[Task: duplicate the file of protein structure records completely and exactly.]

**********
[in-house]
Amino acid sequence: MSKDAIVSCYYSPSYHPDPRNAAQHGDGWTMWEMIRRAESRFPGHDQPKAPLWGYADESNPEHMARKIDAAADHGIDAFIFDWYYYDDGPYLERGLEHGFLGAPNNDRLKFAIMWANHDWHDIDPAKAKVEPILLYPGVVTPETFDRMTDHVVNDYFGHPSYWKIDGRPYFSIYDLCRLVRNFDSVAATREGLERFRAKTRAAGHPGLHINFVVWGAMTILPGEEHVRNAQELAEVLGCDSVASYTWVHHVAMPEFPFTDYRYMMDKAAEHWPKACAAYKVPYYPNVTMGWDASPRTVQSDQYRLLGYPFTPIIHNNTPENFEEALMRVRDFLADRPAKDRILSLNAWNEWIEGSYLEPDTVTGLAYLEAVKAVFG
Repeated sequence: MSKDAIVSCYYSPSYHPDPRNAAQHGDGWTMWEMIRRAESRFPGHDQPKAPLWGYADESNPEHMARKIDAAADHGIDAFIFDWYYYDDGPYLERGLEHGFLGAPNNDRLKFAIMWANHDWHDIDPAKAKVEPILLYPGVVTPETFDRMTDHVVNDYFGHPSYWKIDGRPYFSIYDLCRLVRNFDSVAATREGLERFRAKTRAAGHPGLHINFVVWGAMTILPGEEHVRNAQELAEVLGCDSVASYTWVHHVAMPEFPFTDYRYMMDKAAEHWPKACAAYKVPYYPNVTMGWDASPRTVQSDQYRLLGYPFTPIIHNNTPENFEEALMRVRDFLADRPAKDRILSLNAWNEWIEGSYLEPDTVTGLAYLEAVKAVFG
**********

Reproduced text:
[in-house]
Amino acid sequence: MSKDAIVSCYYSPSYHPDPRNAAQHGDGWTMWEMIRRAESRFPGHDQPKAPLWGYADESNPEHMARKIDAAADHGIDAFIFDWYYYDDGPYLERGLEHGFLGAPNNDRLKFAIMWANHDWHDIDPAKAKVEPILLYPGVVTPETFDRMTDHVVNDYFGHPSYWKIDGRPYFSIYDLCRLVRNFDSVAATREGLERFRAKTRAAGHPGLHINFVVWGAMTILPGEEHVRNAQELAEVLGCDSVASYTWVHHVAMPEFPFTDYRYMMDKAAEHWPKACAAYKVPYYPNVTMGWDASPRTVQSDQYRLLGYPFTPIIHNNTPENFEEALMRVRDFLADRPAKDRILSLNAWNEWIEGSYLEPDTVTGLAYLEAVKAVFG
Repeated sequence: MSKDAIVSCYYSPSYHPDPRNAAQHGDGWTMWEMIRRAESRFPGHDQPKAPLWGYADESNPEHMARKIDAAADHGIDAFIFDWYYYDDGPYLERGLEHGFLGAPNNDRLKFAIMWANHDWHDIDPAKAKVEPILLYPGVVTPETFDRMTDHVVNDYFGHPSYWKIDGRPYFSIYDLCRLVRNFDSVAATREGLERFRAKTRAAGHPGLHINFVVWGAMTILPGEEHVRNAQELAEVLGCDSVASYTWVHHVAMPEFPFTDYRYMMDKAAEHWPKACAAYKVPYYPNVTMGWDASPRTVQSDQYRLLGYPFTPIIHNNTPENFEEALMRVRDFLADRPAKDRILSLNAWNEWIEGSYLEPDTVTGLAYLEAVKAVFG